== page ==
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Navigating a ‘phoney economy’

When money has no value, there’s a prevalence of ‘gift lenders,’ and the property market ‘pretends’ to rise, says Semper director Andrew Way.

There are several macro-economic factors at play that will have single or collective impacts on the financial services sector. Though we are in the middle of the Budget period, there are elephants in the economic landscape that loom large. Our observations lead us to believe the market is buying into falsehoods, perpetuated by leading commentators under the pretence there is buoyancy where there is not, and stability where there is overbearing weaknesses. 

These factors combined, provide a significant opportunity for a collusion of negative drivers in what we believe is currently a ‘phoney economy’. Here are seven areas that should be on your radar: 

1. Diminishing value of assets

The pervading value of FIAT currencies globally is in decline. The value of money domestically is falling fast, irrespective of its tradable value internationally. Quantitative Easing has drenched financial markets with an abundance of ‘free cash’ leading to an asset obesity that can only lead to economic ill-health.


If money ceases to have value, it buys nothing. When a middle management executive cannot afford to buy a within a hour of their place of work, it suggests property prices are grossly inflated.

2. Low credit integrity

When credit markets are flush with cash, and there is an illusion of perpetual growth, and credit integrity suffers. Historically speaking, poor credit decisions go hand-in-hand with flush balance sheets. The abundance of capital burns a hole in a Treasurer’s pocket. But a reduction in credit integrity always leads to loss, and these losses are exacerbated when property prices fall. When this happens, it’s a downward spiral of poor loan write-offs and property sales - a race to the bottom.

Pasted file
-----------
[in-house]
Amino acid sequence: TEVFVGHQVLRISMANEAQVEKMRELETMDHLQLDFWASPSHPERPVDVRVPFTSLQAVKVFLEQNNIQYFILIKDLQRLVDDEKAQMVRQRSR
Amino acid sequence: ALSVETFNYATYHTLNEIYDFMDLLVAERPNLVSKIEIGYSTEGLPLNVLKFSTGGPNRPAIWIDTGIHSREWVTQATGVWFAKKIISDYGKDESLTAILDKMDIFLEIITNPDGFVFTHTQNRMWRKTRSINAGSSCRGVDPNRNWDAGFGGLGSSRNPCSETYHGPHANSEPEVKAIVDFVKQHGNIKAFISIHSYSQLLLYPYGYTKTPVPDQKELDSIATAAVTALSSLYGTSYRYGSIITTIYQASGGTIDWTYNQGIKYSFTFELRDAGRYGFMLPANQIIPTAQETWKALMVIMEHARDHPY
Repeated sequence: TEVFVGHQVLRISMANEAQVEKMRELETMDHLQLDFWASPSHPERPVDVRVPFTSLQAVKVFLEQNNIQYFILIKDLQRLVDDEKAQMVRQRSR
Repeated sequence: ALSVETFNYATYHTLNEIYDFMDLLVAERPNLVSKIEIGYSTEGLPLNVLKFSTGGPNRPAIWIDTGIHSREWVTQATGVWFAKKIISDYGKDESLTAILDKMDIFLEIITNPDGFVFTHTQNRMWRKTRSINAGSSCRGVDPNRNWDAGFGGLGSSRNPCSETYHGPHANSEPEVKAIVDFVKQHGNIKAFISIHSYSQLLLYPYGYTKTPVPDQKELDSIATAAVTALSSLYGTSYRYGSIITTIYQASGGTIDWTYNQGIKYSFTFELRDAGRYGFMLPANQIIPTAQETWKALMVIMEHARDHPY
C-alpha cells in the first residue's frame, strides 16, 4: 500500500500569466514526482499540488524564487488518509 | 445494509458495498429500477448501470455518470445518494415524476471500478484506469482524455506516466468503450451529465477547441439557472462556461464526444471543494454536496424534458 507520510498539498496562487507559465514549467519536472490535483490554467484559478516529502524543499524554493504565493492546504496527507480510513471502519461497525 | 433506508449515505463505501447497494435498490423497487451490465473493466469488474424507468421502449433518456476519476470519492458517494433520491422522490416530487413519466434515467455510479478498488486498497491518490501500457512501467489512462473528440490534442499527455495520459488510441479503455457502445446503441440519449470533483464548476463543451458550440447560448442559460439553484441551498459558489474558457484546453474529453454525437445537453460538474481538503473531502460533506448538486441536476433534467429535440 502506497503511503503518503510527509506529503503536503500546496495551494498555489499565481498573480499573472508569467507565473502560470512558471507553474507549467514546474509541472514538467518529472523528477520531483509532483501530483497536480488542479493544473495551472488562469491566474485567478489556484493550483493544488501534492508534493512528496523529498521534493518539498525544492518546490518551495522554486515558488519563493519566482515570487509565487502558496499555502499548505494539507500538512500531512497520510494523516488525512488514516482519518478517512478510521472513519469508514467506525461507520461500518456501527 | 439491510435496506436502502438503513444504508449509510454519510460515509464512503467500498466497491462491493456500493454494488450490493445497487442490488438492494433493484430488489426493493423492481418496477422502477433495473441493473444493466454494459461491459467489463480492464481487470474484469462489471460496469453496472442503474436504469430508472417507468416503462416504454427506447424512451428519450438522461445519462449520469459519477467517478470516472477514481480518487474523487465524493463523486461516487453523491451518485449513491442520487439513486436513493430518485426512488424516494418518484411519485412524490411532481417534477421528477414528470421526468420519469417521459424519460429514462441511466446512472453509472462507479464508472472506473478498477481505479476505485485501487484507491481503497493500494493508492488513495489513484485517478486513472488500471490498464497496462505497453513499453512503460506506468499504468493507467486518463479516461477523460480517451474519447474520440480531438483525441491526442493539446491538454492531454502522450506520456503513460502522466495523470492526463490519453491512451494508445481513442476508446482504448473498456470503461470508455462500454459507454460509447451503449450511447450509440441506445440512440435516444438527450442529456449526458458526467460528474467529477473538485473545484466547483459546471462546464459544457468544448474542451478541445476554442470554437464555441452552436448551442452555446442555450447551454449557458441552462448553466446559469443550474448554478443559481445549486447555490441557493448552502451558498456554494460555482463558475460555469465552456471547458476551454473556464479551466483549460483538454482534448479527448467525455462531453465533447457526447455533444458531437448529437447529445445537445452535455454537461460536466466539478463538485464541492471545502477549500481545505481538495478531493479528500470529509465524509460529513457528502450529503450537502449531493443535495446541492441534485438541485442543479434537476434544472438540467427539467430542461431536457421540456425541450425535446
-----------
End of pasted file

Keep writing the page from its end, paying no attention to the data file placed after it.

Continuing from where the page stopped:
3. The rise of the ‘gift lenders'

With money being so cheap, there is a glut in emerging private lenders, many of whom do not understand the basic mechanics of lending or rate for risk benchmarking.

What usually follows is losses from loans that fail with borrowers who cannot afford to service. Badly lent money stays ‘lent,’ becoming a gift that no-one benefits from.

4. The ‘pretender’ property market

Despite the rhetoric of a booming property market, it is a very slim number of properties that are setting this trend. Fear of missing out, an abundance of cheap loan capital and no investment alternatives all lead to a buyer-driven and thinly traded market that gives the illusion of stability. But not the entire market is represented. Prices are rising in select areas where there are more buyers than sellers. This is an illusion of growth. As simple as that.

Though the prudent point is to keep in mind that the figures you read about are distorted by skewed auction clearance numbers. 

5. The RBA: the ‘protective parent’

Property continues to bring more to the Australian GDP than mining. In fact: Australia’s entire financial institutions are so wedded to real property it has become the new Gold Standard requiring the RBA to adamantly protect it. But we are still witnessing a growing boom-bust cycle, with believers expecting the boom cycle to continue. It won’t.